Doctoral Dissertation Research: Documentation of Diidxa za (ZAI) spatial language
Juergen Bohnemeyer Principal Investigator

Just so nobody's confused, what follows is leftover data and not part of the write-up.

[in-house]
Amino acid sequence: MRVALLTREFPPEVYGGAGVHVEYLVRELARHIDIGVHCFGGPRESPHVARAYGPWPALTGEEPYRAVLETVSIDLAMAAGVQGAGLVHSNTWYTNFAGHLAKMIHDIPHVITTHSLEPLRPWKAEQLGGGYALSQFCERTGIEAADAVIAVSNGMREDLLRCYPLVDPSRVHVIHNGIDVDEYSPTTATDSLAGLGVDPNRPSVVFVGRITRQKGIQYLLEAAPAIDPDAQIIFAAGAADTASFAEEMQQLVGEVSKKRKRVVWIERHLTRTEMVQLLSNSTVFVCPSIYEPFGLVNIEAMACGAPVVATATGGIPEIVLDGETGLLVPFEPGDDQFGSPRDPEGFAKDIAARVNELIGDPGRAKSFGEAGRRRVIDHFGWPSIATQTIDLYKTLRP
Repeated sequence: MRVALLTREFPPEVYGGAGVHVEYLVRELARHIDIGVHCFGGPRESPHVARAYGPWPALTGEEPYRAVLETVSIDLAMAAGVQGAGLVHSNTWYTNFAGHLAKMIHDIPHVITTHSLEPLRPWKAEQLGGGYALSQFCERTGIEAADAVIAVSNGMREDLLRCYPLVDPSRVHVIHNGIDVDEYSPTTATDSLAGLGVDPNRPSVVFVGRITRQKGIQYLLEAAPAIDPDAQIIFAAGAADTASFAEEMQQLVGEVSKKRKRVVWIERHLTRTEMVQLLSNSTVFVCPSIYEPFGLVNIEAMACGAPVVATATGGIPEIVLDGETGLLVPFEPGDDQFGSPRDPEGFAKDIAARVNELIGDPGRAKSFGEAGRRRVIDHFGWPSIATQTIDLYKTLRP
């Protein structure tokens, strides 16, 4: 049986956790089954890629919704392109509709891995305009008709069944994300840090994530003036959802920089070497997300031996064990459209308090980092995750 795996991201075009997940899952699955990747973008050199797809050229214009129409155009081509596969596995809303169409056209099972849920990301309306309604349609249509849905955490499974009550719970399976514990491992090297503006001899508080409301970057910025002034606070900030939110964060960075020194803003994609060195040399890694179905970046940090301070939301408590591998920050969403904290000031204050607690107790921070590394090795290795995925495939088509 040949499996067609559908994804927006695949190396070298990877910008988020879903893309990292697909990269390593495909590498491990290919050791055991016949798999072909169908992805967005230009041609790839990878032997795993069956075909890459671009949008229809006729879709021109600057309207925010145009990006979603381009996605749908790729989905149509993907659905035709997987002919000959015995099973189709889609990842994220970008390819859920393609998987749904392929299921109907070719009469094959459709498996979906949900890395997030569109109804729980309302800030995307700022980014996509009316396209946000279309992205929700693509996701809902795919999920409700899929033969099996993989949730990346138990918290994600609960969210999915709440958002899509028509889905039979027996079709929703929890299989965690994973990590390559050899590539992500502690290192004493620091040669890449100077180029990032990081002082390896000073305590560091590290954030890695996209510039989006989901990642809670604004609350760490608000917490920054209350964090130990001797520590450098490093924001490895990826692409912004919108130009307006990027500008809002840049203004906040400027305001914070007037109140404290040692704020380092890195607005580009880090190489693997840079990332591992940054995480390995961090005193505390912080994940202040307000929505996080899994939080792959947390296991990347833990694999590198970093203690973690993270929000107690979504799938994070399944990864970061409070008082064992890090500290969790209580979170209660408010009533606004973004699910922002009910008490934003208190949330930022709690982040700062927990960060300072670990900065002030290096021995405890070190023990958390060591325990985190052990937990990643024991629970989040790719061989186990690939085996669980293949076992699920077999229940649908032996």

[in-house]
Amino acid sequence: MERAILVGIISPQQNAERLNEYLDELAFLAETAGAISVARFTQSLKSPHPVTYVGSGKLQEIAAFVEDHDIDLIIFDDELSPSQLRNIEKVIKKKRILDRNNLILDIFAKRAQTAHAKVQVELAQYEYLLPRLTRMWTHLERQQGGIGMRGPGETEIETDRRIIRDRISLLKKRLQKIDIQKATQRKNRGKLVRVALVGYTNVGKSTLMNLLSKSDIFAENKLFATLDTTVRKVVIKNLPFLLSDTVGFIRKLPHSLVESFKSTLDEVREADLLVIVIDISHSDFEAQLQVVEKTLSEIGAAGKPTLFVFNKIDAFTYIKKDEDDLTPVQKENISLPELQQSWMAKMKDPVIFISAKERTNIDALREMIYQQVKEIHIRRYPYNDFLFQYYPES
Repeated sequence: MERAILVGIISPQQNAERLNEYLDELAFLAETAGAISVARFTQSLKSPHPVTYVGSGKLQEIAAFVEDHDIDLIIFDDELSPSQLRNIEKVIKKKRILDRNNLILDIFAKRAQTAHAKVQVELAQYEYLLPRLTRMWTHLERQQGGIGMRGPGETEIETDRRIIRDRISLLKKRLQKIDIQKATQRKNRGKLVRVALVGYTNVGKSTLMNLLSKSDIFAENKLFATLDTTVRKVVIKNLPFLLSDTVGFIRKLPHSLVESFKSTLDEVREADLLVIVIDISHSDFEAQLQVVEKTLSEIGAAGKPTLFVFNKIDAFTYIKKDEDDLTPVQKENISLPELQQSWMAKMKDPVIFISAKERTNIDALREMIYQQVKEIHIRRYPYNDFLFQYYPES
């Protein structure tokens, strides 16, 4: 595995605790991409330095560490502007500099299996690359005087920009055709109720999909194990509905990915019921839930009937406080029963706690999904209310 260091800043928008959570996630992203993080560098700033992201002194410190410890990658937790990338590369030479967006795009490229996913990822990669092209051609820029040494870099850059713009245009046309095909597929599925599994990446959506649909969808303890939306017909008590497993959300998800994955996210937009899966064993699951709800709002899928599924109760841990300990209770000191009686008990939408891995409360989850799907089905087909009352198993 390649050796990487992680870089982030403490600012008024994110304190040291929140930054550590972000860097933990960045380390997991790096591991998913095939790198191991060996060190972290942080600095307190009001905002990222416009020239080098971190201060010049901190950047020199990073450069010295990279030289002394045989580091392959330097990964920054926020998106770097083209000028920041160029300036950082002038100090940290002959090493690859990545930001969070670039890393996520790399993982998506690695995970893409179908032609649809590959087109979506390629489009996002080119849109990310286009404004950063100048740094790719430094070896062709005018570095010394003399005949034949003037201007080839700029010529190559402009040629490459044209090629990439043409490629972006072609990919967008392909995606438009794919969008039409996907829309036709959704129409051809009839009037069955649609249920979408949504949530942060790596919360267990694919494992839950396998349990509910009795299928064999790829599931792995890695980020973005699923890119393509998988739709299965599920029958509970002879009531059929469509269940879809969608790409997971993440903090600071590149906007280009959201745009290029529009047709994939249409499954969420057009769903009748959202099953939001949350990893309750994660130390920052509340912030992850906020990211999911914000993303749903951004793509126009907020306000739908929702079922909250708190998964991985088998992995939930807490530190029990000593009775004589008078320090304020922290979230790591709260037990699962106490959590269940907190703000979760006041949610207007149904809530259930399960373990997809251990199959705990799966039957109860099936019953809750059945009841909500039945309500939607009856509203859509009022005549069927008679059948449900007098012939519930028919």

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Doctoral student Randi Tucker will conduct an in-depth study of landscape features in the endangered language Diidxa za (also known as Isthmus Zapotec), a language spoken in Oaxaca, Mexico. Tucker's study will result in a database of land and water form terminology and a documentation of linguistic and cognitive practices of reference to geographic-scale and small-scale space. <br/>Tucker's study develops a new approach in studying the intersection of geography and culture, called 'ethnophysiography'. This approach seeks to document terms of reference for landscape forms and features, and the role of landscape in culture. This type of documentation can tell us more about how humans interact with their surroundings with respect to factors like agricultural sustainability.<br/>The project involves data collection in five communities to discover how the local landscape is represented in the lexicon; how route descriptions are used to explore the use of landscape entities as anchors of reference frames, and linguistic and recall data on reference frames in small-scale space. The proposed activity will test the relative efficacy of language and the non-linguistic factors of local topography, urbanization, education, bilingualism, and literacy in shaping linguistic and non-linguistic practices of spatial reference. <br/>The resulting linguistic documentation will help with the emerging language revitalization efforts for the region.